Graduating from university: a mix of euphoria and confusion

It’s almost been three months since I handed in my last piece of university coursework. It was a group project for our Investigative Journalism module. While it was a topic that my group members and I were hugely interested and passionate about, it took a lot of hard work and stress to complete the final project. So when we finally submitted it, it was a great feeling!

But there was a greater significance to this particular coursework – it was to be the last one we would submit for our undergraduate degrees. For me at least, there were a lot of mixed feelings. It was strange knowing I would no longer have to complete any work for my degree, but I also felt a sense of euphoria; I’d actually done all I needed to do!

And then there’s graduation. It’s a beautiful day spent with family and friends to celebrate the achievement of getting your degree. You get lots of photos and congratulate the other graduates – it really is truly lovely.

Then it all starts to kick in. You start to realise that it really is over and that you’re not going back to do another year of your course. It means that you need to figure out what’s next in your life, whether that’s a postgraduate course, going travelling or a full time job.

I know just as much as anyone that it can be a hugely stressful, uncertain and confusing time. After years of being at university, it’s time to go into the big, bad world. Some people have their plans set in stone before graduation, and that’s great, but others don’t and that’s also fine.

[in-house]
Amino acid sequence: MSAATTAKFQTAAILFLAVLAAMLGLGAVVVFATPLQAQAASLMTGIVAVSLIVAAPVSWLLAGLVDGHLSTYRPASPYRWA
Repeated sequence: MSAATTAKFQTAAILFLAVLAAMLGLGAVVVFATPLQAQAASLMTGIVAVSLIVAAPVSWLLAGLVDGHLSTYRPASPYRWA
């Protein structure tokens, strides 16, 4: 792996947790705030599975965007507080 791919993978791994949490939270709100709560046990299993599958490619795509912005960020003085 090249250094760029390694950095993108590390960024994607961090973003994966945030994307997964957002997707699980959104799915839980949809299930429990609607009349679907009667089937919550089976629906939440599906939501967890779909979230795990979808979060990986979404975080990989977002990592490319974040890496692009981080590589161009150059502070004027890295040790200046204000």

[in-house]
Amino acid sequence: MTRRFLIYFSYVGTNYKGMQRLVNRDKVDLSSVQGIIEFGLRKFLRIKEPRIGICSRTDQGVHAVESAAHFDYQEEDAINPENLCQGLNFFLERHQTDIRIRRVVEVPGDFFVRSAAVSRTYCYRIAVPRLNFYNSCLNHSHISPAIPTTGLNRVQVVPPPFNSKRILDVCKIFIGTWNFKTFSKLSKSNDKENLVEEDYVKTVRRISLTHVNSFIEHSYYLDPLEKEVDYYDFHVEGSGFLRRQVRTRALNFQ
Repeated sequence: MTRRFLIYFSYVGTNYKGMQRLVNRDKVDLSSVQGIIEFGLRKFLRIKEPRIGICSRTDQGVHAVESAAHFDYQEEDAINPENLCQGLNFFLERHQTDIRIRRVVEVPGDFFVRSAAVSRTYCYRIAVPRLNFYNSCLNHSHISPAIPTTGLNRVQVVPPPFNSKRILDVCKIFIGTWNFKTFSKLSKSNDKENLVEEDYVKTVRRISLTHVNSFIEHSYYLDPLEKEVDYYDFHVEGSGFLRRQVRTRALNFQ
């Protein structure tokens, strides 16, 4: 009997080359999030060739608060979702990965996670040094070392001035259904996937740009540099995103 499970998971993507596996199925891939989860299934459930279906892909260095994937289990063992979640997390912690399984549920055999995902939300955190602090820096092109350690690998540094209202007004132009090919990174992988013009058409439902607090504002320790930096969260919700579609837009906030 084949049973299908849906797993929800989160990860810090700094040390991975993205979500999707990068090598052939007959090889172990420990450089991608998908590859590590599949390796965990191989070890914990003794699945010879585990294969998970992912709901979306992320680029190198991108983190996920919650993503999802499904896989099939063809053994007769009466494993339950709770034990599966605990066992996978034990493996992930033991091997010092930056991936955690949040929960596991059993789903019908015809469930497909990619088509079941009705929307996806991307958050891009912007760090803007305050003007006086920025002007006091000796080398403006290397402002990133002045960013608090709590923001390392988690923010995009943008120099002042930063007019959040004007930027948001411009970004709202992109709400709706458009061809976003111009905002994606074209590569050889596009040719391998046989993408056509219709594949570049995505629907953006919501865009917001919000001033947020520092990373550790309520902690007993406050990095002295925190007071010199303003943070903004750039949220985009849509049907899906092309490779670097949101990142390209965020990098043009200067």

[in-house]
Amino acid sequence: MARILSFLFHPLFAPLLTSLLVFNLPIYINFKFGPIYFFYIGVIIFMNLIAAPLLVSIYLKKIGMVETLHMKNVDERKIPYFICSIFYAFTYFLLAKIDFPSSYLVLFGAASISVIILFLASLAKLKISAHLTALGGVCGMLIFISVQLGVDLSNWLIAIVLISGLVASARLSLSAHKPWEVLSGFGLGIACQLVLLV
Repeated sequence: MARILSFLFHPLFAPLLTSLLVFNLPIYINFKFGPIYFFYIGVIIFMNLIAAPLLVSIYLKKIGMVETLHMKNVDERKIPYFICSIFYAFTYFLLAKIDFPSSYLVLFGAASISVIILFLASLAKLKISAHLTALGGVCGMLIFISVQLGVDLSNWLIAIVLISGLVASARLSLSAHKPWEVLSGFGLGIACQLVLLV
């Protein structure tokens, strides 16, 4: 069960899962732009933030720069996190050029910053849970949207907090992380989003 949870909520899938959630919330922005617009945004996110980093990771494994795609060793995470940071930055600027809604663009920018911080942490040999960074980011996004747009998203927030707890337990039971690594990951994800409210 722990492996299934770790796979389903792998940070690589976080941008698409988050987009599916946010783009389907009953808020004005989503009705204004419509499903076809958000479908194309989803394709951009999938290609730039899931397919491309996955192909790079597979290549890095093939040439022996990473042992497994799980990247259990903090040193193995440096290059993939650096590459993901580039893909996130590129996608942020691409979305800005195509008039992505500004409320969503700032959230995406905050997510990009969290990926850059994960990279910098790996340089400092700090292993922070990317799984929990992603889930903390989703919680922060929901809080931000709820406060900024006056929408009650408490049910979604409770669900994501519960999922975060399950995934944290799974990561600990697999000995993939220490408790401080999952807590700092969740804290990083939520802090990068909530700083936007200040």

It’s so easy to compare yourself to what others are doing, and that’s one thing that makes things so much more difficult. But if there’s one thing I’ve learned over the past couple of months since finishing university, it’s that each person is on their own journey. One graduate might have had it all figured out before submitting their final coursework, another might secure a job a couple of months after graduation, and another might not find anything for a year.

None of those scenarios are bad or good – they’re just one of many that a graduate may find themselves in after university. While it may be tough, no path is invalid; after all, we’ve all done exceptionally well to achieve our degrees in the first place.

In a lot of ways, I’ve learned more lessons outside of the classroom post-graduation about what challenges life throws at us. It’s not always going to be easy, but at some point, you will get where you need to be.

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